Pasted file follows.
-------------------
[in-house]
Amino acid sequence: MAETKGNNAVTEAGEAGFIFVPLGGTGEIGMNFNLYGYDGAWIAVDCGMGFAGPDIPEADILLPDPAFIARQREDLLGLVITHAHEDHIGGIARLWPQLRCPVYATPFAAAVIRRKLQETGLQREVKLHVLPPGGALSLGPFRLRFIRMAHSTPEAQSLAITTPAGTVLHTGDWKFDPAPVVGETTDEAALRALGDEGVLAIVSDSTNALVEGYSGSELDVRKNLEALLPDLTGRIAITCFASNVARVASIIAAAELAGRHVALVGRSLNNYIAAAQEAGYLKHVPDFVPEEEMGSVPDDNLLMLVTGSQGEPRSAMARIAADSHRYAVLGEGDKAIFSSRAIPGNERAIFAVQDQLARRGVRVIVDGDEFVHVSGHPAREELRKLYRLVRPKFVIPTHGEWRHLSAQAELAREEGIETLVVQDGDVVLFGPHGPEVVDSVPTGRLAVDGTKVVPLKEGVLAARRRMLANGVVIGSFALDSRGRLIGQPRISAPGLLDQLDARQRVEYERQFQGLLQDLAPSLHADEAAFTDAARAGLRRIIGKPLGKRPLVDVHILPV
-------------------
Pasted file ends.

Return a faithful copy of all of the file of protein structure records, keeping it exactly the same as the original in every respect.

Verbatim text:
[in-house]
Amino acid sequence: MAETKGNNAVTEAGEAGFIFVPLGGTGEIGMNFNLYGYDGAWIAVDCGMGFAGPDIPEADILLPDPAFIARQREDLLGLVITHAHEDHIGGIARLWPQLRCPVYATPFAAAVIRRKLQETGLQREVKLHVLPPGGALSLGPFRLRFIRMAHSTPEAQSLAITTPAGTVLHTGDWKFDPAPVVGETTDEAALRALGDEGVLAIVSDSTNALVEGYSGSELDVRKNLEALLPDLTGRIAITCFASNVARVASIIAAAELAGRHVALVGRSLNNYIAAAQEAGYLKHVPDFVPEEEMGSVPDDNLLMLVTGSQGEPRSAMARIAADSHRYAVLGEGDKAIFSSRAIPGNERAIFAVQDQLARRGVRVIVDGDEFVHVSGHPAREELRKLYRLVRPKFVIPTHGEWRHLSAQAELAREEGIETLVVQDGDVVLFGPHGPEVVDSVPTGRLAVDGTKVVPLKEGVLAARRRMLANGVVIGSFALDSRGRLIGQPRISAPGLLDQLDARQRVEYERQFQGLLQDLAPSLHADEAAFTDAARAGLRRIIGKPLGKRPLVDVHILPV